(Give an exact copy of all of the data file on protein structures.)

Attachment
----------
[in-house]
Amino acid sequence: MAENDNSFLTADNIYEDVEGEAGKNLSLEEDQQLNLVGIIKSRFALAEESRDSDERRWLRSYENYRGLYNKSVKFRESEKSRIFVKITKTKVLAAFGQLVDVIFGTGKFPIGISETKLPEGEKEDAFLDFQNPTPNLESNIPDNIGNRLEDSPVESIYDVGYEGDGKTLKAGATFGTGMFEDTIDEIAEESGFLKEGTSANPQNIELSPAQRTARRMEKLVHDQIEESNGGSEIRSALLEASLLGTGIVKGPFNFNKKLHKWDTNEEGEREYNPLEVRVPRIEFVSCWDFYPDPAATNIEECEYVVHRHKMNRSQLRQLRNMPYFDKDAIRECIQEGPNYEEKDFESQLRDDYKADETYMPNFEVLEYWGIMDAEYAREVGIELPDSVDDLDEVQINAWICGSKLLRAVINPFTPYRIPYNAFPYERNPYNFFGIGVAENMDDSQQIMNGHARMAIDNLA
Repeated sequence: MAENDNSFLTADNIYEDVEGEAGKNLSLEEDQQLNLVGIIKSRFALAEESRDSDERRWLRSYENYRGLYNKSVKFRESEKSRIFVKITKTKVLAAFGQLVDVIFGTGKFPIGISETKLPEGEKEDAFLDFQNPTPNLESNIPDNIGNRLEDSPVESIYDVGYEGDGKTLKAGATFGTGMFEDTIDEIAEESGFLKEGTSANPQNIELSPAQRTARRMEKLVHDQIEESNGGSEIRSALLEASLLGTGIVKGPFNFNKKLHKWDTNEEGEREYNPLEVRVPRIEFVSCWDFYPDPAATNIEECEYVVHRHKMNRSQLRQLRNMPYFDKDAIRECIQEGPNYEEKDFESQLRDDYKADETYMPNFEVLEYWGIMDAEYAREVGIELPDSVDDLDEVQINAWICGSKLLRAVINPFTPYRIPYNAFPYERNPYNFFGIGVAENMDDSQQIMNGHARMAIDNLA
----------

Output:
[in-house]
Amino acid sequence: MAENDNSFLTADNIYEDVEGEAGKNLSLEEDQQLNLVGIIKSRFALAEESRDSDERRWLRSYENYRGLYNKSVKFRESEKSRIFVKITKTKVLAAFGQLVDVIFGTGKFPIGISETKLPEGEKEDAFLDFQNPTPNLESNIPDNIGNRLEDSPVESIYDVGYEGDGKTLKAGATFGTGMFEDTIDEIAEESGFLKEGTSANPQNIELSPAQRTARRMEKLVHDQIEESNGGSEIRSALLEASLLGTGIVKGPFNFNKKLHKWDTNEEGEREYNPLEVRVPRIEFVSCWDFYPDPAATNIEECEYVVHRHKMNRSQLRQLRNMPYFDKDAIRECIQEGPNYEEKDFESQLRDDYKADETYMPNFEVLEYWGIMDAEYAREVGIELPDSVDDLDEVQINAWICGSKLLRAVINPFTPYRIPYNAFPYERNPYNFFGIGVAENMDDSQQIMNGHARMAIDNLA
Repeated sequence: MAENDNSFLTADNIYEDVEGEAGKNLSLEEDQQLNLVGIIKSRFALAEESRDSDERRWLRSYENYRGLYNKSVKFRESEKSRIFVKITKTKVLAAFGQLVDVIFGTGKFPIGISETKLPEGEKEDAFLDFQNPTPNLESNIPDNIGNRLEDSPVESIYDVGYEGDGKTLKAGATFGTGMFEDTIDEIAEESGFLKEGTSANPQNIELSPAQRTARRMEKLVHDQIEESNGGSEIRSALLEASLLGTGIVKGPFNFNKKLHKWDTNEEGEREYNPLEVRVPRIEFVSCWDFYPDPAATNIEECEYVVHRHKMNRSQLRQLRNMPYFDKDAIRECIQEGPNYEEKDFESQLRDDYKADETYMPNFEVLEYWGIMDAEYAREVGIELPDSVDDLDEVQINAWICGSKLLRAVINPFTPYRIPYNAFPYERNPYNFFGIGVAENMDDSQQIMNGHARMAIDNLA